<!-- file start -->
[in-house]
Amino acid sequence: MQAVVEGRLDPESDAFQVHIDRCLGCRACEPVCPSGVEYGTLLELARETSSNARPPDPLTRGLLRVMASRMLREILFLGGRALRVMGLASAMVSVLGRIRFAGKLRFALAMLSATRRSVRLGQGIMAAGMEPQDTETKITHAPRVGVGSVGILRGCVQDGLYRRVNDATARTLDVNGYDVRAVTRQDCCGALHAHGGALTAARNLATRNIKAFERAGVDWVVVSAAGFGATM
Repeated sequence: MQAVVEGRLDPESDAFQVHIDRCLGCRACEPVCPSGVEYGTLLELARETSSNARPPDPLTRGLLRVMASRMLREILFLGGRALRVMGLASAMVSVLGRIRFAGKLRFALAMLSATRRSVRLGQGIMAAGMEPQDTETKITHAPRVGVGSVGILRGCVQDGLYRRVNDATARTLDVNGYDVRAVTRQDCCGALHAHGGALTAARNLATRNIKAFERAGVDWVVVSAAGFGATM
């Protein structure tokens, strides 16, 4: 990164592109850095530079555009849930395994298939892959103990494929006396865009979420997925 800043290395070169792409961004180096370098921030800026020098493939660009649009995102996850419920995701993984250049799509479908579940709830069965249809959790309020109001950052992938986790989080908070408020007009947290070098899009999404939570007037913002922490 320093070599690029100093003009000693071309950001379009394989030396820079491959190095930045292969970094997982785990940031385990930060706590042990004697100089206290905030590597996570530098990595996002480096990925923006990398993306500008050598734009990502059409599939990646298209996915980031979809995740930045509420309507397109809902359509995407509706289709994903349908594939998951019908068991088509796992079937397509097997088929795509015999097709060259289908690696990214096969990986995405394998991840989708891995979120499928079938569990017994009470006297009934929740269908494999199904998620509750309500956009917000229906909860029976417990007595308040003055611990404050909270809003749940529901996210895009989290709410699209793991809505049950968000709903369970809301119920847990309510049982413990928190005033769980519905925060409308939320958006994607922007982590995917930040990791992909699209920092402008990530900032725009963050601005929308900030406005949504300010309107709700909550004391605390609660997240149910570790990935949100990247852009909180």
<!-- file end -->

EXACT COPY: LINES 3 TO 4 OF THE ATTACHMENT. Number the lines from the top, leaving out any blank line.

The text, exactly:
Repeated sequence: MQAVVEGRLDPESDAFQVHIDRCLGCRACEPVCPSGVEYGTLLELARETSSNARPPDPLTRGLLRVMASRMLREILFLGGRALRVMGLASAMVSVLGRIRFAGKLRFALAMLSATRRSVRLGQGIMAAGMEPQDTETKITHAPRVGVGSVGILRGCVQDGLYRRVNDATARTLDVNGYDVRAVTRQDCCGALHAHGGALTAARNLATRNIKAFERAGVDWVVVSAAGFGATM
């Protein structure tokens, strides 16, 4: 990164592109850095530079555009849930395994298939892959103990494929006396865009979420997925 800043290395070169792409961004180096370098921030800026020098493939660009649009995102996850419920995701993984250049799509479908579940709830069965249809959790309020109001950052992938986790989080908070408020007009947290070098899009999404939570007037913002922490 320093070599690029100093003009000693071309950001379009394989030396820079491959190095930045292969970094997982785990940031385990930060706590042990004697100089206290905030590597996570530098990595996002480096990925923006990398993306500008050598734009990502059409599939990646298209996915980031979809995740930045509420309507397109809902359509995407509706289709994903349908594939998951019908068991088509796992079937397509097997088929795509015999097709060259289908690696990214096969990986995405394998991840989708891995979120499928079938569990017994009470006297009934929740269908494999199904998620509750309500956009917000229906909860029976417990007595308040003055611990404050909270809003749940529901996210895009989290709410699209793991809505049950968000709903369970809301119920847990309510049982413990928190005033769980519905925060409308939320958006994607922007982590995917930040990791992909699209920092402008990530900032725009963050601005929308900030406005949504300010309107709700909550004391605390609660997240149910570790990935949100990247852009909180």